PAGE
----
Reversal in supercharged public markets drives pension fund returns down for the year

Among the pension funds that have published their information on returns for the year, those that are more diversified than public equities and fixed income securities have performed less poorly.

Hawaii Public Employees’ Retirement System, Honolulu, posted a gross return of 3.7% for the year ended June 30, the highest on record and one of seven public pension funds to record a return positive for the period. The pension fund eschews traditional asset classes in favor of a risk-based approach that divides its total allocation into targets of 67.5% for overall growth and 32.5% for diversification strategies. The broad growth asset class breaks down into public growth, private growth, and real assets, and diversification strategies break down into liquid, liquid diversified, and illiquid diversified defensive portfolios.

The pension fund benefited from strong returns from private growth and real assets, which returned 29.6% and 15.4% gross respectively for the last fiscal year. The combined allocation to these sub-asset classes was 33.4% of the total fund as of June 30.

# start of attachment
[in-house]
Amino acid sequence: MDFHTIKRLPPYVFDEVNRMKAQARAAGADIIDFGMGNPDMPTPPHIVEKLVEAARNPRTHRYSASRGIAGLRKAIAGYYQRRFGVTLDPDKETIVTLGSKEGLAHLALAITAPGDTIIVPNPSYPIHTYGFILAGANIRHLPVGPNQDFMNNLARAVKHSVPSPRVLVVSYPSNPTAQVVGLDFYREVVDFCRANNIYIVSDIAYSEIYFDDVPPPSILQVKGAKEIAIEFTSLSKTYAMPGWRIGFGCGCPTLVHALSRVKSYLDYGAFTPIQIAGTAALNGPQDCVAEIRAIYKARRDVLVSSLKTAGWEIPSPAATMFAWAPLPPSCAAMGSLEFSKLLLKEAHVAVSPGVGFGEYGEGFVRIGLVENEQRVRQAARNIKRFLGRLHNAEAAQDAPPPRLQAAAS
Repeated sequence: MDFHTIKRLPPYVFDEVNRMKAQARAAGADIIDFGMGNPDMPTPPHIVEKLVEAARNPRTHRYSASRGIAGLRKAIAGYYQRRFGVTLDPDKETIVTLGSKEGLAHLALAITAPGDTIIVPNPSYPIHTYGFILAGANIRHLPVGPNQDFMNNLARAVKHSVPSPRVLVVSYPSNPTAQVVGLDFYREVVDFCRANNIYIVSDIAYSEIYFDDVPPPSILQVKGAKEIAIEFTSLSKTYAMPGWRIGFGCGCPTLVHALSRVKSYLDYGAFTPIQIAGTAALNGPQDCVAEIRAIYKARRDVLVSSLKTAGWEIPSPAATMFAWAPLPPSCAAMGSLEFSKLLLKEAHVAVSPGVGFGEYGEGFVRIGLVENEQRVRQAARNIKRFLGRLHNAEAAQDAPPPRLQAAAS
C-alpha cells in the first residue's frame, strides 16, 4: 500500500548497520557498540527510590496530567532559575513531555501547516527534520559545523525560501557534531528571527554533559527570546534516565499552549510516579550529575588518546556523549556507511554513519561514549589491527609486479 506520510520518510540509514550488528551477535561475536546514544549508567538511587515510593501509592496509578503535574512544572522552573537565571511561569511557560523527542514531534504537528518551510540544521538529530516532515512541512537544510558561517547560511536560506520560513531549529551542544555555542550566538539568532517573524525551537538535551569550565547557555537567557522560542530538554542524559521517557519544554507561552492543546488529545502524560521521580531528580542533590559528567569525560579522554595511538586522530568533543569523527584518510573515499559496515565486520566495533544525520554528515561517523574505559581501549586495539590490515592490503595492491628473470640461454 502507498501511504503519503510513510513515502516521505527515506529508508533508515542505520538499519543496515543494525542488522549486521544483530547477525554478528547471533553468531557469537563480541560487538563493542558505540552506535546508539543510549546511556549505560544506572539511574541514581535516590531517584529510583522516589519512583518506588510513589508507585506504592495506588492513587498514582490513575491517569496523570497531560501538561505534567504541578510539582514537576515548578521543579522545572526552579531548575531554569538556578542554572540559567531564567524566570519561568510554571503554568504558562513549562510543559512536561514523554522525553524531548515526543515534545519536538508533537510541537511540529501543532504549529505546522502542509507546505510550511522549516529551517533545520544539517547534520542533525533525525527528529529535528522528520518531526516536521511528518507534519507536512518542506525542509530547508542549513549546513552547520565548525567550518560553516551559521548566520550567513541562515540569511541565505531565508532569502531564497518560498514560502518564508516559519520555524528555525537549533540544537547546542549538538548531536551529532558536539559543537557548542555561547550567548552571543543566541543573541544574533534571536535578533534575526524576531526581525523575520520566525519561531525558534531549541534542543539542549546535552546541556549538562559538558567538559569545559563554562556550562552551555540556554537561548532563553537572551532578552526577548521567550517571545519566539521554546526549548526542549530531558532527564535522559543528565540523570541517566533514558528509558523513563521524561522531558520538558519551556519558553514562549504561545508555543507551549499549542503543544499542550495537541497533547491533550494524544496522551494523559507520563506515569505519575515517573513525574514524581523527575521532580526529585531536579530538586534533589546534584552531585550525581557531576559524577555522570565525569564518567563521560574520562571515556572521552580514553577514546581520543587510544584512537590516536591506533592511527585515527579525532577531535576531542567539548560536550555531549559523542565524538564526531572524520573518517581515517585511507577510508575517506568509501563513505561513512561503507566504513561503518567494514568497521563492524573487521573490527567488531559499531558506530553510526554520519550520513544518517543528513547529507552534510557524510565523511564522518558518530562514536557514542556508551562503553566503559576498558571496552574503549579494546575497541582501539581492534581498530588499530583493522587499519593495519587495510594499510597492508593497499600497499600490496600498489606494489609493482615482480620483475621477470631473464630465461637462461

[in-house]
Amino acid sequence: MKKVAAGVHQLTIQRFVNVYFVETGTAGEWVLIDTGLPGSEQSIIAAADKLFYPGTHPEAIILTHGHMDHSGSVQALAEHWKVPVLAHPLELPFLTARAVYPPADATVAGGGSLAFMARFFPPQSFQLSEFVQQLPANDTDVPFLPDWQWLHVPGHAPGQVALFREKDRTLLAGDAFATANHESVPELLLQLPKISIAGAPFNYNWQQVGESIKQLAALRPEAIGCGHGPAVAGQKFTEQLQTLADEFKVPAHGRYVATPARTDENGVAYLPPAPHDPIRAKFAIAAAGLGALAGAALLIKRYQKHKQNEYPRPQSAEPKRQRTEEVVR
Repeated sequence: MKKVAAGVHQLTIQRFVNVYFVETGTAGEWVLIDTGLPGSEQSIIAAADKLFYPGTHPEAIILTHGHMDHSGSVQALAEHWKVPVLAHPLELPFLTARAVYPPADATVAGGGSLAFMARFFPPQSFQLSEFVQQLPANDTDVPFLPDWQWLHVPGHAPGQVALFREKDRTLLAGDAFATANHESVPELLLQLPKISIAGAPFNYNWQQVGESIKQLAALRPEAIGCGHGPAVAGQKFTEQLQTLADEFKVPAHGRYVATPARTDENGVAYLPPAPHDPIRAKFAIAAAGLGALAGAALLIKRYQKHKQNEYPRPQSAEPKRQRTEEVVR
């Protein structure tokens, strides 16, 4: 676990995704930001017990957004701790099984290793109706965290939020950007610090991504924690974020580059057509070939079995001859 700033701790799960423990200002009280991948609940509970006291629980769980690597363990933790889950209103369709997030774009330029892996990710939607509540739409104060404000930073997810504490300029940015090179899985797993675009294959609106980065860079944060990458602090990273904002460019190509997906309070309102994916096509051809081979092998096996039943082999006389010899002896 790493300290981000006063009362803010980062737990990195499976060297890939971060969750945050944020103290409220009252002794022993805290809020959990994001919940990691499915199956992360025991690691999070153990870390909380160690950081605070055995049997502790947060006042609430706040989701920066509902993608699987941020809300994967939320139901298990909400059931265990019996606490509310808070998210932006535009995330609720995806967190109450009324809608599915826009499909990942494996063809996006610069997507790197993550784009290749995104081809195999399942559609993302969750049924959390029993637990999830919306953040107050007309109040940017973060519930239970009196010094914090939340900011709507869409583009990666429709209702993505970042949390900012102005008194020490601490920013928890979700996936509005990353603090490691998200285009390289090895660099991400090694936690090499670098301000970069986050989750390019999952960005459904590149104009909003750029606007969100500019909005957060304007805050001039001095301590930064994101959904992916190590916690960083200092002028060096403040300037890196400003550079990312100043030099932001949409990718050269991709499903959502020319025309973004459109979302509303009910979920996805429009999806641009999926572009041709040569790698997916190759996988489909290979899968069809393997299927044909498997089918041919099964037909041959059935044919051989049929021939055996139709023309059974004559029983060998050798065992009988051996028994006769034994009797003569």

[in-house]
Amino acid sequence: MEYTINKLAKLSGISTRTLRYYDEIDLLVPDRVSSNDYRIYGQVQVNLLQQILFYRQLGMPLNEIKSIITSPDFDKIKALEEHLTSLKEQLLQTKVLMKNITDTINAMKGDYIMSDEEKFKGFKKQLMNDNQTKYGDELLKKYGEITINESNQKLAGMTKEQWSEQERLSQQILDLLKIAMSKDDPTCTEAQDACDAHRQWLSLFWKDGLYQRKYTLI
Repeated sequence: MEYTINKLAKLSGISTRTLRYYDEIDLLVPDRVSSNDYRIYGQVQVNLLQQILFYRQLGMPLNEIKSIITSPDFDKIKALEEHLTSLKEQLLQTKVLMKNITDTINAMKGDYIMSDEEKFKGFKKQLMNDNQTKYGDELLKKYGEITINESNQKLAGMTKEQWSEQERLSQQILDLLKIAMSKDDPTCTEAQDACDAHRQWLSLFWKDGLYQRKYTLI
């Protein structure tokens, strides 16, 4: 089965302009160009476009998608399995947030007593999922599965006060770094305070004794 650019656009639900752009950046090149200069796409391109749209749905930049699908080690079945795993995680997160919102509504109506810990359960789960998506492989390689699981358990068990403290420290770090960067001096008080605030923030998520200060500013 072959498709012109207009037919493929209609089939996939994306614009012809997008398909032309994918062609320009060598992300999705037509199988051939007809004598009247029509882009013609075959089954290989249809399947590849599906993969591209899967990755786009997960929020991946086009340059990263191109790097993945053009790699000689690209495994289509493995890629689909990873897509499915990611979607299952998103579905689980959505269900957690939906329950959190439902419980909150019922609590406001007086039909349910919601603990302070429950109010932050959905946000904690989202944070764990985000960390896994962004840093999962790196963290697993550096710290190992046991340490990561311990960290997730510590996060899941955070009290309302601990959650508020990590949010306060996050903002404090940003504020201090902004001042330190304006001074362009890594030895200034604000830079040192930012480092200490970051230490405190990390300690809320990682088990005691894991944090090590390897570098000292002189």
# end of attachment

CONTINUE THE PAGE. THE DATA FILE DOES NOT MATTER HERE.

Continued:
Maine Public Employees Retirement System, Augusta, posted a preliminary net return of 3.3%, the second highest return. As of June 30, approximately 53% of its total assets were allocated to alternative investments, and its public market exposure in domestic and international equities and fixed income securities was limited to a total of just under 39% of plan assets. By asset class, alternative allocations were 20.7% private equity, 11% infrastructure, 10.1% real estate, 7.2% risk diversification (including hedge funds), 6.8% alternative credit and 4.9% natural resources.

At the other end of the spectrum, Oklahoma’s Public Employees Retirement System in Oklahoma City had the lowest return with a gross rate of -14.5%.

As of June 30, the system’s total allocation to domestic and international equities and fixed income securities represented 99.6% of assets.

Uniquely, the last fiscal year was largely a story in two halves. As Mr. Foresti said, all of the stimulus that had driven the bumper returns of the past year had pushed valuations up, and the fall in yields in the first half of 2022 represented a return to a more reasonable valuations rather than being tied to a very pessimistic view of fundamentals, he says.

For the six months ended December 31, the Russell 3000 Index returned 9.2% and for the six months ended June 30, the index returned -21.1%, while the he Bloomberg US Aggregate Bond Index returned 0.1% for the six months ended December 31. and -10.3% for the six months ended June 30.

Dolores W. Simon